I’m really glad you’re reading that book! More people should. Helen did an amazing job – and it’s a perfect example of how a greater understanding of social history can actually affect real lives.

  4. Carolyn Jewel Says:

    I think a crucial point, particularly with fandom issues, is the extent to which women might deliberately exclude themselves from participation, simply because after a while, it’s wearying to participate where you are ignored, insulted, and denigrated, or where the general perception is that women are not welcome. And, as we have seen, the personal safety of women is also at risk.

    Across the historical record and into the present one, the words and ideas of women get co-opted — or else no one pays attention until a man voices the idea. Women, too, have been conditioned to privilege the male voice; it’s a shared problem.

    I believe that most people don’t do this deliberately. Many people actively work to include and equalize the presence of women. The problem is that core of men, and it is almost exclusively men, who engage in loud and hateful reactions against the words, deeds, and experiences of women. It saddens me that so few of us are speaking against those voices in the public domain.

  5. Joris M Says:

    Great piece Tansy.

    Your mentioning of Rome reminds me of the incident of Clodius sneaking into one of the women’s religious events. I would assume that that collection of powerful, connected women would be a formidable force.

    And it does remind me I really should re-read some of the books that made me, my current impression is that they contained some strong self-determining women in historical settings. But it has been decades, so my memory might be failing me. If I am right I was probably lucky that one of the most important (YA avant la lettre) writers of my youth was inclusive. Sadly, while popular in the Netherlands I don’t think Thea Beckman was translated widely into English.

  6. Linkspam, 12/7/12 Edition — Radish Reviews Says:

    [...] Historically Authentic Sexism in Fantasy. Let’s Unpack That. YES. THIS. [...]

  7. Mari Says:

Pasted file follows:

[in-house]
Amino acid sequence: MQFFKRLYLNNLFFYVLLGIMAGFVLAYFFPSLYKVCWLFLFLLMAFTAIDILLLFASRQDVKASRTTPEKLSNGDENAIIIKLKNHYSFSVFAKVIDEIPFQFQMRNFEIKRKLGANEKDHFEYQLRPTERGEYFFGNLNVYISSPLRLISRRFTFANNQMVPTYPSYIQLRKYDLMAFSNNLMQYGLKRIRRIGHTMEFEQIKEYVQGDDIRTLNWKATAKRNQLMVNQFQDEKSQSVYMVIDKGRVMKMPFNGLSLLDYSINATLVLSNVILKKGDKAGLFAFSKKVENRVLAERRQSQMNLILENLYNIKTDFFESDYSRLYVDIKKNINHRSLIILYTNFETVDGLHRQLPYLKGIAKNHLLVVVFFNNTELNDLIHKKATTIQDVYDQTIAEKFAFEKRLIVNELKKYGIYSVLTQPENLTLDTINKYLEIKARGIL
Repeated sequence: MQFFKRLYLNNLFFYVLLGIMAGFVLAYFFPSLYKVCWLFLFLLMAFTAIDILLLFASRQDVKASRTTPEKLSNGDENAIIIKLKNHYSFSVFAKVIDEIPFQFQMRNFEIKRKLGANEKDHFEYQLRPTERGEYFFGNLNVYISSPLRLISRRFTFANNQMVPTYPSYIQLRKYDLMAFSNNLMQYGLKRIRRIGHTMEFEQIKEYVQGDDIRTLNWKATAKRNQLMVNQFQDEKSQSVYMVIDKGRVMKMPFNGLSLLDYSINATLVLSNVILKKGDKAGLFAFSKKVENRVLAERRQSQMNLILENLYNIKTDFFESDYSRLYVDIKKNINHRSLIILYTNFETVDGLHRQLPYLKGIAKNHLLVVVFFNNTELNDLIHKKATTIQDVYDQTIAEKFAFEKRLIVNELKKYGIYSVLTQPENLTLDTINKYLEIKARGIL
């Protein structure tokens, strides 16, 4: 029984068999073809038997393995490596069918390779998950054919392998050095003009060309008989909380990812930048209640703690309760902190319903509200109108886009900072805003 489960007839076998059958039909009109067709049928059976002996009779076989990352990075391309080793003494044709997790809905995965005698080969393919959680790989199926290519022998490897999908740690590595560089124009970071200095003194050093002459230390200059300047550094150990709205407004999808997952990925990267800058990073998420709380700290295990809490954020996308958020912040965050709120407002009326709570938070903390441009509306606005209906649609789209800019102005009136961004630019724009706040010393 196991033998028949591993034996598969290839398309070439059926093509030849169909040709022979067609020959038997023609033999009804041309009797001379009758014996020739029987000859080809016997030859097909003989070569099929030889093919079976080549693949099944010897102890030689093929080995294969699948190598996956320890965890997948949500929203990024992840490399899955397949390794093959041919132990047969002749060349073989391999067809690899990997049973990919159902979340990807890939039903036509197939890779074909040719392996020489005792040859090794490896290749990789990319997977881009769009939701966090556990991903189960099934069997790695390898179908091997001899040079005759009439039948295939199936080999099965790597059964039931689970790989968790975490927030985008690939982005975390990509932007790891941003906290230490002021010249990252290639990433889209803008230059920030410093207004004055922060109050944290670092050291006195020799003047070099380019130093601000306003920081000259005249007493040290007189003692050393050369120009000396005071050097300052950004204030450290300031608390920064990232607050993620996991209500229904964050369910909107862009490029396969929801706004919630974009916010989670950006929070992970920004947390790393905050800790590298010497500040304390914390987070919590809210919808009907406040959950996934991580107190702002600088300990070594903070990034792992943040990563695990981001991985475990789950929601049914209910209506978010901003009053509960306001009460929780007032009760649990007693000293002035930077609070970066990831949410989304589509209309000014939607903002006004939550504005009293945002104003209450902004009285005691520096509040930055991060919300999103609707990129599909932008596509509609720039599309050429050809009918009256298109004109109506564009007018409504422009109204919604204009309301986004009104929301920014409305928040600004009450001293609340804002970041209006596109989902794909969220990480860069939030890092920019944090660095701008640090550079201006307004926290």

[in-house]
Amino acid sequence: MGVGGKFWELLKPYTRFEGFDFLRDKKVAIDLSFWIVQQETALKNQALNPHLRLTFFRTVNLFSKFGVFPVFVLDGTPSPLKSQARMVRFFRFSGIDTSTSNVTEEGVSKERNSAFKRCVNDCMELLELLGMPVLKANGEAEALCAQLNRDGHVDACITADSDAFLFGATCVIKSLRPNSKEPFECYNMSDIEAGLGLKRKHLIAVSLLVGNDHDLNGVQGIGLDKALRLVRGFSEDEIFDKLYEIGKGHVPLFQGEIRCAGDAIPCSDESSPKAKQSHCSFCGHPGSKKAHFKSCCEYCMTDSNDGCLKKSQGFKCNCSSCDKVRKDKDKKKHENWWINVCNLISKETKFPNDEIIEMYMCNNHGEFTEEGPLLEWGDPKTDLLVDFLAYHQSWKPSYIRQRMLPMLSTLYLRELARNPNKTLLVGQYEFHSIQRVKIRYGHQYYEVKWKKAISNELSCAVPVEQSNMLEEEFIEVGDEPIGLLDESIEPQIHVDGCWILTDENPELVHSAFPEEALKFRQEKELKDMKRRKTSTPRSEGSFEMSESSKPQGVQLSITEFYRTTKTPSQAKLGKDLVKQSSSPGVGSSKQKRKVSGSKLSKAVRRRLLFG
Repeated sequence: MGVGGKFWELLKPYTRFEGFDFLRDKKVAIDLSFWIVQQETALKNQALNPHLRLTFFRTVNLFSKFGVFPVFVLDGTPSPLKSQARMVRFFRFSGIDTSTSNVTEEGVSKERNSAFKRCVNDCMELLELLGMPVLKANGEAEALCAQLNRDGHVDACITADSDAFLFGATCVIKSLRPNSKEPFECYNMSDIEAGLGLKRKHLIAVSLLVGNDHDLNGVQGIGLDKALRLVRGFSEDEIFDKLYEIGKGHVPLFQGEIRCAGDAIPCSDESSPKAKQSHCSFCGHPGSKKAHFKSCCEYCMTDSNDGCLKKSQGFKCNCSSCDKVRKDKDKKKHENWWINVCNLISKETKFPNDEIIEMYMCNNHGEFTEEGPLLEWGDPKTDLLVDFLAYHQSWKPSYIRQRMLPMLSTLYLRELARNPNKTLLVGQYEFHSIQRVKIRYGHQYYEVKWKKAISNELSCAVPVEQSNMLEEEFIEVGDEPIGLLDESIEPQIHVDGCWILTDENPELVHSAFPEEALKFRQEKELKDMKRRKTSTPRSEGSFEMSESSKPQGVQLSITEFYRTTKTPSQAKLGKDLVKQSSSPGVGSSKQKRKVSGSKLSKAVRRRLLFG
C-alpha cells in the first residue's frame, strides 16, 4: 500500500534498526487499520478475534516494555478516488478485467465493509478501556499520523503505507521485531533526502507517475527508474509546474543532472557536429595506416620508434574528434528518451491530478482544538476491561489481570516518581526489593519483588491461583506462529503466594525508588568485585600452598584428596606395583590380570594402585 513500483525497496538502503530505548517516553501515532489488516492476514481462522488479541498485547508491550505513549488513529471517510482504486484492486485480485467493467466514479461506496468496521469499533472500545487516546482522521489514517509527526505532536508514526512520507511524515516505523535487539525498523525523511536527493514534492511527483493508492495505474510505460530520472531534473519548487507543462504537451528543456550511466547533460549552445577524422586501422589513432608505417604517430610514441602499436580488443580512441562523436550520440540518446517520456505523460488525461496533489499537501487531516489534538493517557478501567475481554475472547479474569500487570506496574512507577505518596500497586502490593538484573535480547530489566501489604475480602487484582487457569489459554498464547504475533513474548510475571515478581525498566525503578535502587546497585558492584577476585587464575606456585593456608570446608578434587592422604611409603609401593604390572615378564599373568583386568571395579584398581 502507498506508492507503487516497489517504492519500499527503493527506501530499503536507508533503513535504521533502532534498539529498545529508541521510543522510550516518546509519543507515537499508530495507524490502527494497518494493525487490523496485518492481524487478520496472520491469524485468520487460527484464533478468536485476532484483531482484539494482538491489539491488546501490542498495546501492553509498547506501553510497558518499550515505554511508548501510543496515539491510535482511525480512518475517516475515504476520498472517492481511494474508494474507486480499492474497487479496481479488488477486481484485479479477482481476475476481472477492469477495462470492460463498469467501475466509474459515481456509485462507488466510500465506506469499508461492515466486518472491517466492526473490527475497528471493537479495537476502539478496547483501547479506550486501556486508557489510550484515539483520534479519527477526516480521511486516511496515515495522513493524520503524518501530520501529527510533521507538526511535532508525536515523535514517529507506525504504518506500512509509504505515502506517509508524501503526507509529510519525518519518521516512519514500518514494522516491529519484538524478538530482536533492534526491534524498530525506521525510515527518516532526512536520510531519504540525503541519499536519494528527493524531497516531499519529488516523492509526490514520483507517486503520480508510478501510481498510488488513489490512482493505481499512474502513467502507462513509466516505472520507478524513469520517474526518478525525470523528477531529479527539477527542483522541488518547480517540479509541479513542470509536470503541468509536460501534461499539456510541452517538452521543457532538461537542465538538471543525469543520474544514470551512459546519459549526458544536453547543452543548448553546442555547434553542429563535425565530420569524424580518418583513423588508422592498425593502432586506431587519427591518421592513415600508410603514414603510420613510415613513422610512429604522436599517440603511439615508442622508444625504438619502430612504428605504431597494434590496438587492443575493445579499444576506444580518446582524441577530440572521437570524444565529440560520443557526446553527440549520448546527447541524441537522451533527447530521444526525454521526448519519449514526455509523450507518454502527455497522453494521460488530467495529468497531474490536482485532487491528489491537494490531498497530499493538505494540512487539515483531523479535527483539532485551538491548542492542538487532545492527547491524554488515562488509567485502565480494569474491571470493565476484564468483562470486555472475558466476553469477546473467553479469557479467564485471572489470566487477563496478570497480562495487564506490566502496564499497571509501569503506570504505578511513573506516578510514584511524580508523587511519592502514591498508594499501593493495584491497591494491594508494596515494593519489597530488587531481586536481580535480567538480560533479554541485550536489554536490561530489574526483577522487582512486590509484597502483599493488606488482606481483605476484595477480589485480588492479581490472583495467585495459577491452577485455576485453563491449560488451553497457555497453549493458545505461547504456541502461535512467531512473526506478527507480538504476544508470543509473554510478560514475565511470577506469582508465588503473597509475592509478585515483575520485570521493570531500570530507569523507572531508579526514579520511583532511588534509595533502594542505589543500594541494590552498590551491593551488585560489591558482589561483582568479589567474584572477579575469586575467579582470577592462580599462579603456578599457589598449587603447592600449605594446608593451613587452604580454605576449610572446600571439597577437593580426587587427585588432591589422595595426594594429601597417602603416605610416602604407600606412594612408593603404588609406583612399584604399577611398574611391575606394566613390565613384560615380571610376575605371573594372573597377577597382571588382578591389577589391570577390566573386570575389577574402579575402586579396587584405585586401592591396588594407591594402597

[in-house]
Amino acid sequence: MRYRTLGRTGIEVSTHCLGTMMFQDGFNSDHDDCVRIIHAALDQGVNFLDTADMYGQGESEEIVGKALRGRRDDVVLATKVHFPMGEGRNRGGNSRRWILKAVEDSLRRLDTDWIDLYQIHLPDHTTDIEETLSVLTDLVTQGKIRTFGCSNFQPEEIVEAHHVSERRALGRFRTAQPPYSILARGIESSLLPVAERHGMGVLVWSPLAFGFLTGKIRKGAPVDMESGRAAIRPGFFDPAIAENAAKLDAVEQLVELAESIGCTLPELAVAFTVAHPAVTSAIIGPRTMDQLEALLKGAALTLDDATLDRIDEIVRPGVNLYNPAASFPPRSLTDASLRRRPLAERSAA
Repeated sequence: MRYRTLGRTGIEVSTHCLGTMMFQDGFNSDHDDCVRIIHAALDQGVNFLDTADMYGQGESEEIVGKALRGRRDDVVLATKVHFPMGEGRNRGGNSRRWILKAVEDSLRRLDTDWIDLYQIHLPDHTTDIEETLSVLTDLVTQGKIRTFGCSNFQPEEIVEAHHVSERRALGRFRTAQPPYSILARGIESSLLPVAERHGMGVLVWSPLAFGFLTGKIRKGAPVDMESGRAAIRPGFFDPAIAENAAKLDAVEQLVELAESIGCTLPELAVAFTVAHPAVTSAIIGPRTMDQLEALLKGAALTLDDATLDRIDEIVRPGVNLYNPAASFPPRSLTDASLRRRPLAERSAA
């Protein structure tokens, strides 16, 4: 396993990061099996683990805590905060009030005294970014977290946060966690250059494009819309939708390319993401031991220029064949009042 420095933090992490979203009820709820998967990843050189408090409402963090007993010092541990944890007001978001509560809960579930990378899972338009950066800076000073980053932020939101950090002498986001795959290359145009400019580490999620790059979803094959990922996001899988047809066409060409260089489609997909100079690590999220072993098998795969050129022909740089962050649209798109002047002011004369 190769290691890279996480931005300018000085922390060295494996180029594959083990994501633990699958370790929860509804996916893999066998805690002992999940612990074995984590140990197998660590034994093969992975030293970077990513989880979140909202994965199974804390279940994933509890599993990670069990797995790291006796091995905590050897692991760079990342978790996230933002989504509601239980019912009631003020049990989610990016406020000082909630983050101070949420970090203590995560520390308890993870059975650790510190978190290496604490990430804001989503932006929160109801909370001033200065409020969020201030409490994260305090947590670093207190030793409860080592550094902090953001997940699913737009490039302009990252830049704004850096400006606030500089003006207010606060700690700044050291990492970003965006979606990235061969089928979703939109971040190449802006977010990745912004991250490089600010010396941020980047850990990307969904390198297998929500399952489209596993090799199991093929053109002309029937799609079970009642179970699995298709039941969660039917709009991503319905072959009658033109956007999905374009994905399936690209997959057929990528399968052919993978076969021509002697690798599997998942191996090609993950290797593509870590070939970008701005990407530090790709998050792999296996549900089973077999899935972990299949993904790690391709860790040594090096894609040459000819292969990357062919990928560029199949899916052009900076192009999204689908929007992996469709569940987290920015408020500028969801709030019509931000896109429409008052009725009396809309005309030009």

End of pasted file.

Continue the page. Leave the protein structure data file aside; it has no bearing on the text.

The only thing I’ll add is that even being relegated to staying home and having babies can be very interesting in the hands of the right author. Its not so much about the conflict , but how the conflict is handled, that maked stories memorable.

  8. The weekly web ramble (12/7) Says:

    [...] – Tansy Rayner Roberts unpacks “authentic” sexism in fantasy [...]

  9. Sinan Ozel Says:

    The Ottoman Harem is a much disputed subject among historians. (Seriously) the harrm is usually considered to be one of two “devshirme” institutions, the other being for boys. Devshirme is when you go and collect little Christian boys and girls so you can raise them up as slaves.

    Slaves they might be, these people turned into officials who actively ran the empire, if they were boys. If they wer women, they were in the Harem. Far from being a “harem” for the Sultan’s desires, the rules of engagement with Sultan were strict and dictated by women, with a strong hierarchy. Usually, the women wound up being married off to other officials. So then we have a network of women in each administrator’s household, and these are women who grew up together in an enclosed girls’ school.

    A recent “conspiracy theory” is that the Ottoman Empire was actually ruled by this network of women, except that it is not a conspiracy theory, it must have happened, but we don’t know to which extent they ruled at which period. Horrifyingly enough, there are almost no written records documenting life inside the Harem. We know how the outsiders interacted with the Harem, the names of some of the ranks, (seems that they did have a strict hierarchy) but we know nothing about what they did inside the Harem. The male impression is that they learned to dance and sing and play instruments, so that they could make their husbands happy….